I have been following the interesting debate in Nepali Times about the constitutional ambiguity regarding who is in charge of the army (#11,12). The provision in the Constitution of Nepal 1990 regarding the Royal Nepal Army provides for a National Defence Council under the chairmanship of the prime minister with the defence minister and the commander-in-chief as members. The supreme command of the armed forces is vested in the King, but this is far less than those of the American president or of the English crown. The Constitution clearly states that the king shall operate and use the Royal Nepal Army on the recommendation of National Defence Council. Article 118-(3) states that "The establishment and management of the Royal Nepal Army, and other matters relating thereto shall be as determined as law." This means that although the king may have the power to declare war or peace it is competent for parliament to regulate or control the exercise of such powers. The king's role as supreme commander cannot be construed as a power independent of legislative control, since as a constitutional monarch he has to act on the advice of an elected prime minister. The Constitution enjoins that certain acts require the king to approach parliament for sanction.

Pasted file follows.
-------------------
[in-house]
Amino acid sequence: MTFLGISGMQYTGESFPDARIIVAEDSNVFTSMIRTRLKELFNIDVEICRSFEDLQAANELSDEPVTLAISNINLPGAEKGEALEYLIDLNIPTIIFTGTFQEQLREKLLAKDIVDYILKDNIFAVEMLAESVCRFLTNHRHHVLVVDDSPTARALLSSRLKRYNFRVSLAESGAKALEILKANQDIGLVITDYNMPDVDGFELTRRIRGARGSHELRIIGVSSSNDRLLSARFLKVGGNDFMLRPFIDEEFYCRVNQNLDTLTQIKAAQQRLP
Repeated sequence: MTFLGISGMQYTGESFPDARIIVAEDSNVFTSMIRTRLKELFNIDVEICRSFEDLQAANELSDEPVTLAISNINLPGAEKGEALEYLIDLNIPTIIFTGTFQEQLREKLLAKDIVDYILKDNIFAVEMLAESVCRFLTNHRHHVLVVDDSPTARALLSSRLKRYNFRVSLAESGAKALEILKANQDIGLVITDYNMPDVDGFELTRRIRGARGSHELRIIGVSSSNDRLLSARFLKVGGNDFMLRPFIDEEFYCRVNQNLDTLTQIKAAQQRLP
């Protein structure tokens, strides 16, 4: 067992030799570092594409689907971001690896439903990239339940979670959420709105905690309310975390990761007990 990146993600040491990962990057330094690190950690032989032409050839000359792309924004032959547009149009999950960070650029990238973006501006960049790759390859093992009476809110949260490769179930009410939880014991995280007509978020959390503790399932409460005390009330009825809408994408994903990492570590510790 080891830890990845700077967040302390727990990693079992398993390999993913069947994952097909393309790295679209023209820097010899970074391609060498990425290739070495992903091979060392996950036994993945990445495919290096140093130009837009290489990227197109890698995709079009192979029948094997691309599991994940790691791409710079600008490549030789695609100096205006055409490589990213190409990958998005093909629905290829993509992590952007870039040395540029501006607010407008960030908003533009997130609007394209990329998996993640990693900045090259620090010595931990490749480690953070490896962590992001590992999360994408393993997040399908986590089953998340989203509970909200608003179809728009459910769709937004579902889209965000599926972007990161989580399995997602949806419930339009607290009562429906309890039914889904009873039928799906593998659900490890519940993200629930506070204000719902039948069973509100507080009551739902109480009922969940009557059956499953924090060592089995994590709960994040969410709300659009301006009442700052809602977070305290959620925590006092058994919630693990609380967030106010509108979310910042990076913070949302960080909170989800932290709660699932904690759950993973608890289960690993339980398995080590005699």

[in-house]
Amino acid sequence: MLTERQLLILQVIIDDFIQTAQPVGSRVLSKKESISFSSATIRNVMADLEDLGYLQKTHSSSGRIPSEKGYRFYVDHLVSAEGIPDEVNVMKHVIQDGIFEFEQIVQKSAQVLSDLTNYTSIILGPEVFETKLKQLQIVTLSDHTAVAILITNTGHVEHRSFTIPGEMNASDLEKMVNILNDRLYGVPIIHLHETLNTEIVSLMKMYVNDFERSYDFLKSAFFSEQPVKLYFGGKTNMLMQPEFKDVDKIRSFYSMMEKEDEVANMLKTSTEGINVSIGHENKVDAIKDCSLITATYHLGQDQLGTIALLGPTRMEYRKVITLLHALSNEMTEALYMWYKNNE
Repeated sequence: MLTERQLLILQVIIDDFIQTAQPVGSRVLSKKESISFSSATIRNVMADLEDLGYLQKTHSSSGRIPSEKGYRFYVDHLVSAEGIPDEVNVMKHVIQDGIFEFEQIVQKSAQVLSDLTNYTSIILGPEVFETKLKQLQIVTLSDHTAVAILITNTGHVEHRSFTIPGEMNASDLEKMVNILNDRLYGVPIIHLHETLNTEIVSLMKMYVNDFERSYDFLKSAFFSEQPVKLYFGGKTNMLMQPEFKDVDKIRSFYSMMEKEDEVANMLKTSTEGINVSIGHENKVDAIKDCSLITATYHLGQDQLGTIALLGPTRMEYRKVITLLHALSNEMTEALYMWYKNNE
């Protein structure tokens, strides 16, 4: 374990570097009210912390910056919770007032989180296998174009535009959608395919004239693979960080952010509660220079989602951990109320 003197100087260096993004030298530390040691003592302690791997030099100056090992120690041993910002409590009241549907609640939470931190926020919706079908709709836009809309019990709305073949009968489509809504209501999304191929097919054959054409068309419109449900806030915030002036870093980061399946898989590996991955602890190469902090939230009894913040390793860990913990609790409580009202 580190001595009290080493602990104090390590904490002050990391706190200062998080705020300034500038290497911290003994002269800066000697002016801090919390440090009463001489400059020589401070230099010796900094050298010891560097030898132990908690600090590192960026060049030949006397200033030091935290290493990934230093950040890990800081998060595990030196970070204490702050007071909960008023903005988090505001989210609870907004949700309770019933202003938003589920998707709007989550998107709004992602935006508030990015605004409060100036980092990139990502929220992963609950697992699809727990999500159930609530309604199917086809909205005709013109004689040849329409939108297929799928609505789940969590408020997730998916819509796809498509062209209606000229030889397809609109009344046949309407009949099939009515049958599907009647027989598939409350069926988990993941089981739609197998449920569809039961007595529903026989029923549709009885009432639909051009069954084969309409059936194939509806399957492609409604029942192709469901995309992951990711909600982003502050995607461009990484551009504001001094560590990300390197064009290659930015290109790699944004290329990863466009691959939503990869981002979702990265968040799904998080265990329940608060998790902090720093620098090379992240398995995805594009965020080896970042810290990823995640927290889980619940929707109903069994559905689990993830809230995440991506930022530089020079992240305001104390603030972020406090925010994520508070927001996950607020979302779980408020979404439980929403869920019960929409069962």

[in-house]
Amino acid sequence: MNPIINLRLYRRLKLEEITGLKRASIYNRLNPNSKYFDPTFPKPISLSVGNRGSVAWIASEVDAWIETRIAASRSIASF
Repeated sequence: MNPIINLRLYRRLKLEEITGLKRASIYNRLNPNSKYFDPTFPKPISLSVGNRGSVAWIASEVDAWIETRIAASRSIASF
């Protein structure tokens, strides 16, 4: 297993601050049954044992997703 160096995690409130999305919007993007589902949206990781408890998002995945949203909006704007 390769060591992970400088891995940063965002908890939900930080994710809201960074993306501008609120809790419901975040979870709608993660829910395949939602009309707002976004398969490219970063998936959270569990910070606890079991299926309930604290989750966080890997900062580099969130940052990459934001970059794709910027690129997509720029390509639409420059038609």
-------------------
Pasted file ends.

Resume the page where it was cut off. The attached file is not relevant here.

The National Defence Council, as a subcommittee of the Council of Ministers, is a compromise reached during the framing of the present constitution. The role of the prime minister as head of the council of ministers is the most important in the operation of the army. In a modern democracy there cannot be a state within a state, unlike in the days of the warlords. After all, who pays for the armed forces? It is paid for from the coffers of the state, which is furbished by the taxes paid by the Nepali people.